The Politics and International Relations Society once again host the Israeli Ambassador, Mark Regev, in an evening filled with questions ranging from relations with the British Labour Party, to unsurprisingly, relations with Palestine. The evening was expertly chaired by PIR Society’s very own President Joshua Trood, leading an array of questions and pursuing clarity from Ambassador Regev.
Ambassador Regev opened with a speech regarding modern diplomacy, highlighting Washington as the capital for mediation, the first remark that hinted at Israeli relations with America. Later on, being questioned on the US ordered killing of Iranian general Qasem Soleimani, the Ambassador gave complete support for the killing, stating he had no moral qualms about the assassination. Despite fears from many that this action by America could escalate tensions within the Middle East, Ambassador Regev assured the audience that the actions were de-escalatory as it proved to Iran that they would be held accountable for their immoral actions. From observing Ambassador Regev’s language towards America, it is evident that allies with the West is an essential piece in Israel’s plan to be considered a credible state, worthy of international recognition and stature. Talking of the US, Trumps so called ‘peace plan’ was raised, Ambassador Regev praised Trumps’ plan for dealing with the question as to whether Jews actually have the right to their homeland, and raised discontent with UN Papers which Ambassador Regev deemed, ‘problematic’. It seemed that every question raised regarding plans for Israel’s future, was a platform for Ambassador Regev to promote Israel’s democracy and strengthening relations within the region. Boasting of two peace treaties with more than half of the Arab league, Ambassador Regev subtly portrayed the effect these relationships will have on Palestine.
In Ambassador Regev’s promotion of Israeli democracy, he did highlight that Israel is in the aftermath of two unsuccessful general elections in the last year, with the third due in March. However, to reinforce democratic legitimacy, Ambassador Regev added commentary that unlike Syria and the former USSR, he did not know the election outcome. This was the beginning of an assault of reassurances that Israel is in fact a democratic, credible state with a vast future ahead of itself. Questions from the audience about the future of Israel was met with an ambiance of optimism from Ambassador Regev, boasting of allies within the region. In contrast to Israel, Ambassador Regev persisted, Palestinians cannot vote, they are persecuted if they are to demonstrate and are not in fact living in a democracy, however under Israel they would enjoy democratic rights. Despite the negative, yet expectant light, being shred on Palestine, Ambassador Regev looked to the future of reconciliation and a Middle East which looks, in his eyes, in the spirt and form of the European Union. In an realistic tone, Ambassador Regev, observed that this would not happen anytime soon. The realism being shred on future relations within the Middle East, did portray how far the region has to go to create peace. However, Ambassador Regev’s attitude and answers to almost every question regarding the Middle East and Israel was of the strengths of Israel as a functioning democracy and of increased relations with its neighbours. With Israeli leaked footage of Israel, Saudi and UAE talks, under the patronage of Mike Pence, there is further emphasis for the hoped direction Netanyahu and Ambassador Regev have for Israel.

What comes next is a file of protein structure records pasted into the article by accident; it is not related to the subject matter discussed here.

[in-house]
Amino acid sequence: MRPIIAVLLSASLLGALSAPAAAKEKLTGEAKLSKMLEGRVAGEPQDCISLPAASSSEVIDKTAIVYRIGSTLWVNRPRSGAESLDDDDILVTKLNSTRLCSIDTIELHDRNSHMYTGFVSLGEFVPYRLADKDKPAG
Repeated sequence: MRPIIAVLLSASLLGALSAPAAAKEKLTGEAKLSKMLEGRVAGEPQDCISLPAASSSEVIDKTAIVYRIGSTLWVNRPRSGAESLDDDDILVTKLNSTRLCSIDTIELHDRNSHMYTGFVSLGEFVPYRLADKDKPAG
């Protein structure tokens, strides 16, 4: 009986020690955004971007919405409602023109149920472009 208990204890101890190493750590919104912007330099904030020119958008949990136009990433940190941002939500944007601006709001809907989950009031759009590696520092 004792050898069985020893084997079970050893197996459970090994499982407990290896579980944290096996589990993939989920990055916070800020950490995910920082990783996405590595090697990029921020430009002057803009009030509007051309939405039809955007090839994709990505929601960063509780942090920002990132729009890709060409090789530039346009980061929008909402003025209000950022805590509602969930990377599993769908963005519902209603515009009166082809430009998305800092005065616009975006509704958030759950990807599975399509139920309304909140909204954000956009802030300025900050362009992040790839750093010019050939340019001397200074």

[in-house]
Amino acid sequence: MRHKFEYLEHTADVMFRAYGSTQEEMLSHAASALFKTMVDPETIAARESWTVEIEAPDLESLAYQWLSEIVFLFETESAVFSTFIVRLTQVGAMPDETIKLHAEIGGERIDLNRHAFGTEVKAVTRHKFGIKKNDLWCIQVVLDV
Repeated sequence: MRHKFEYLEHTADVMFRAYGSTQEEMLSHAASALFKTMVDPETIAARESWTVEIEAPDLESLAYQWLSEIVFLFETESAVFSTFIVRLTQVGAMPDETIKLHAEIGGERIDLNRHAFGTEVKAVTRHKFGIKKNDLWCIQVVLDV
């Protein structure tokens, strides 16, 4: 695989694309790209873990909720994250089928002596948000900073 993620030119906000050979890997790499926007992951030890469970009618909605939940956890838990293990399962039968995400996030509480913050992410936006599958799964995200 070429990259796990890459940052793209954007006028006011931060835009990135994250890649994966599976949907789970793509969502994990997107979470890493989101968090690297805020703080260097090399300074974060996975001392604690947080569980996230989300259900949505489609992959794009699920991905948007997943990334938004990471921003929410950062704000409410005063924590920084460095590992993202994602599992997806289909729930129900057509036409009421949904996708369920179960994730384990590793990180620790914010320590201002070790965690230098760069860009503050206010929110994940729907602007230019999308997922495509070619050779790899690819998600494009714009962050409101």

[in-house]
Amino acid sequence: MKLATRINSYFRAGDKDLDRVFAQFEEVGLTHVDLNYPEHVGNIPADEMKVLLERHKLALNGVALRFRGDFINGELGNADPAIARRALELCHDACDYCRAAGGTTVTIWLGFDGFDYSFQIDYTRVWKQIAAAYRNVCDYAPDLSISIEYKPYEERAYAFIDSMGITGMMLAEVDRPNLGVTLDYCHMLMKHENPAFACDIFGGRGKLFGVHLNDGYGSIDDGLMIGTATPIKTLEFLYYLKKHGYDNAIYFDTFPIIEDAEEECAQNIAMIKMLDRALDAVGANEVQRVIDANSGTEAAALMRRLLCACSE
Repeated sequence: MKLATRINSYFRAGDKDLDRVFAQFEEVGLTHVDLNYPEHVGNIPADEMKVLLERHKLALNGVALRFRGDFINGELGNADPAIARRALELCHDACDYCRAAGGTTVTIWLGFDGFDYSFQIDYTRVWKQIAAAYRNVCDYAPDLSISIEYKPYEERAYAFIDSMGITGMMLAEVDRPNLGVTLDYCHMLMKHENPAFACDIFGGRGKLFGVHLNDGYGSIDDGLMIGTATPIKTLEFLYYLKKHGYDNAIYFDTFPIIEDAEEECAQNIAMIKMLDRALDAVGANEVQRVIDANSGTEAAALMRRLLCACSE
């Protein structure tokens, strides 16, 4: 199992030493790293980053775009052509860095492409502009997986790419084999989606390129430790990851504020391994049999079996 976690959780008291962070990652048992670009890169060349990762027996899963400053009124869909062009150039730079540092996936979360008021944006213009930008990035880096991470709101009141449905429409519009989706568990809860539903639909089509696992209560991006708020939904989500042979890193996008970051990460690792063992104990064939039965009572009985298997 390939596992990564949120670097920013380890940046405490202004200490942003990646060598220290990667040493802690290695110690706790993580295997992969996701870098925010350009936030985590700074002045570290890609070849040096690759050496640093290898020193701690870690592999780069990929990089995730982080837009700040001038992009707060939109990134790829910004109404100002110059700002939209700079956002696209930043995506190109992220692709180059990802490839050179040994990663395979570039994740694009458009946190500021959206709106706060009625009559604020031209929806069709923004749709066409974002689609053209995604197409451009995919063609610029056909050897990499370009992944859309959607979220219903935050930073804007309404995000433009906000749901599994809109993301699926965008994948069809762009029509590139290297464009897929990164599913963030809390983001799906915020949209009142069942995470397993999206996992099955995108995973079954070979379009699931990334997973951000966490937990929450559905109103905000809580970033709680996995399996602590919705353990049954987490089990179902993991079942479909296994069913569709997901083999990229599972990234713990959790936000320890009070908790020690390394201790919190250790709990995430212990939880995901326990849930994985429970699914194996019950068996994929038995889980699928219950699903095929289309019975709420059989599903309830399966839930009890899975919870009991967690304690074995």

Ambassador Regev also took questions regarding relations within British politics, specifically, the British Labour Party. With Ambassador Regev being at the centre of criticism against Jeremy Corbyn and anti-Semitism within the Labour Party, it was no surprise that Ambassador Regev saw Corbyn as hostile to Israel and highlighted the investigation of anti-Semitism within the Labour Party. Despite condemnation of Corbyn, Ambassador Regev proclaimed Tony Blair and Gordon Brown as ‘friends of Israel’ and inspiration from their university reforms were put in place in Israel. The divide between Israel and the British Labour Party was one Ambassador Regev perceived as closing, with the leadership contest well underway, there is certainly hope for a new relationship between British Labour and Israel. Answering an audience question regarding if relations will change between Britain and Israel now Britain has left the European Union, Ambassador Regev saw an opportunity of improved relations now the UK is looking outside of the EU for trade. Boasting of a nine billion of bilateral trade with the UK, and twenty billion bilateral trade for India and Britain; there was a certain sense that Israel, now seeing the reliance the UK has on US and outside-EU trade deals, could foresee a new relationship with Britain. This ‘opportunity’, as Ambassador Regev framed it, would indeed be vital for Israel, with as stronger relationship between the US and the UK, it seems realistic that the UK can be swayed to support the US in its relations with Israel.
The evening was interesting and thought provoking, however it certainly raised questions about Palestine. Ambassador Regev effectively painted Palestine as another issue within the Middle East, like Syria, that needed fixing. Of course, as a true diplomat, Ambassador Regev ensured that peace talks were always on the table with Palestine, however I felt with the alliances made with Trump’s America, there would be much more bargaining on Palestine’s part than Israel’s. Will there be peace in the region? Certainly not within the next decade, with Israel’s upcoming election, this could be an integral moment for Israel’s in sustaining its strength in continuing the operation for allies both inside and outside of the region.
Written by Sarah Tennent